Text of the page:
By a 5-4 vote the Kenai Peninsula Borough stopped a push by the city of Homer to designate the Sterling Highway from Skilak Lake Road to Anchor Point as a state Scenic Byway. Led by Grace Merkes and Paul Fischer, the citizens of Sterling and Kasilof realized their road was in jeopardy of being controlled by outside interests and put a stop to the proposed measure.
After carefully researching the 1995 scenic byway law signed by President Clinton, it became apparent to the concerned that the "stakeholders" (i.e., the Sierra Club, Cook Inlet Keepers, etc.) could control the "viewshed" (as far as the eye can see) of the "designated corridor" through the "planning committee."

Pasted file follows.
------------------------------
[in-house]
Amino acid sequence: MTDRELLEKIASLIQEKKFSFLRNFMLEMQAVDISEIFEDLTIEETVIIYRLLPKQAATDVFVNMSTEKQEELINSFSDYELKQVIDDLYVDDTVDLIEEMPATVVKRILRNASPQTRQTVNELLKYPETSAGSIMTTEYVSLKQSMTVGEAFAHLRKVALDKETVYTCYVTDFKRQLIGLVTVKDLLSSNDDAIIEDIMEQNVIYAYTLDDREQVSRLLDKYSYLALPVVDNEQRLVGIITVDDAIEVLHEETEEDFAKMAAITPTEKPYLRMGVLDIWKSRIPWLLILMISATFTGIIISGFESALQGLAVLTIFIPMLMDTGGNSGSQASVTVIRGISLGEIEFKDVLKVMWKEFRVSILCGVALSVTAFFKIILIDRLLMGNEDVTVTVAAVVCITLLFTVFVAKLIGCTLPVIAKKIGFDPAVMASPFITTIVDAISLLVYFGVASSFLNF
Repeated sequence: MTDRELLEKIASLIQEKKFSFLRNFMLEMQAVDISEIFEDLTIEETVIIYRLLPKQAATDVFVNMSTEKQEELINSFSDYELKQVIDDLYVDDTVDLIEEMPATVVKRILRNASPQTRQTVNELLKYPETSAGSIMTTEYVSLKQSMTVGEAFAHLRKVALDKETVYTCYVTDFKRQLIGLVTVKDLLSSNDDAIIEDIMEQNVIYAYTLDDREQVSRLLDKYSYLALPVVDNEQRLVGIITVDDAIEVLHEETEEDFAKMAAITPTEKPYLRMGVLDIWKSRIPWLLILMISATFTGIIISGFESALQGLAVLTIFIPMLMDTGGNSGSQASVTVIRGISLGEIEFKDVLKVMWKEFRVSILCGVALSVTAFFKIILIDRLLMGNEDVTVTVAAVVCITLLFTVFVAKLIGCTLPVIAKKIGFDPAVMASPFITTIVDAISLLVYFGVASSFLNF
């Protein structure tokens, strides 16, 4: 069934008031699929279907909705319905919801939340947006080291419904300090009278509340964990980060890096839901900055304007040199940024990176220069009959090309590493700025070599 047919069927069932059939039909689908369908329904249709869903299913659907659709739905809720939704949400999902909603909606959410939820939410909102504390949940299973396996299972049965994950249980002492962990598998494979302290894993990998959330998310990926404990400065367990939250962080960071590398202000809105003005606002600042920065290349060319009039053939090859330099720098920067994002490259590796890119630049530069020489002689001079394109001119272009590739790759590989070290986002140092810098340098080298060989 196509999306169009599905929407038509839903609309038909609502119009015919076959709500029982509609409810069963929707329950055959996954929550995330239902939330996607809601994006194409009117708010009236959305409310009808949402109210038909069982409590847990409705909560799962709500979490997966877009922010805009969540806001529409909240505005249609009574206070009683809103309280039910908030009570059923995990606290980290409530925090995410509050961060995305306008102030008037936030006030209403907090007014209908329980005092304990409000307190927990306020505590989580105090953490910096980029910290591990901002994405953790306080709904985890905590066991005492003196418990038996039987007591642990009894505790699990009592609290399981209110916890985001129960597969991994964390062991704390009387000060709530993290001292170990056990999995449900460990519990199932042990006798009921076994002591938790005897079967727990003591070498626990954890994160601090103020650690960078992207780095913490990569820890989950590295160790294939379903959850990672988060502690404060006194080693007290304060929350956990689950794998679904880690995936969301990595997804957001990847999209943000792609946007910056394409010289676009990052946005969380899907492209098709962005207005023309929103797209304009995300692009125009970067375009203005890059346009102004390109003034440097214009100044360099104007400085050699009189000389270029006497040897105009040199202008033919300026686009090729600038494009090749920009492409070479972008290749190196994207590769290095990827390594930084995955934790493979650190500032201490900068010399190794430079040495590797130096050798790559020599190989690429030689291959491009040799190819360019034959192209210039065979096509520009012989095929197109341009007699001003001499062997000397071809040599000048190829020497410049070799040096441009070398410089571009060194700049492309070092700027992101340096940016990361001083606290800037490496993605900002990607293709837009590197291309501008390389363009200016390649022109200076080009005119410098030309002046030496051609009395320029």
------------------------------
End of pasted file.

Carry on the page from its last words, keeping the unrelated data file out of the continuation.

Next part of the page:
This would relieve the local private property owner of any control over his/her own property.
The constitutionality of the scenic byway law has yet to be challenged. Opponents of the National Scenic Byway program point out that the idea of using public money to give to certain communities that adhere to specific doctrines has no merit within the U.S. Constitution.
Over the last 40 years the original intent of our Founding Fathers has been under attack. The original intent was limited federal government, not the bloated system that currently exists. By defeating this byway push, the Kenai Peninsula Borough Assembly has begun to roll back the spread of big government, one little step at a time.
A special thanks should be extended to Ron Long of Seward who cast the deciding vote. He upheld an assembly tradition of refusing to override the wishes of the areas most affected by a proposed measure, in this instance, the communities of Sterling and Kasilof.
Robert K. Wall
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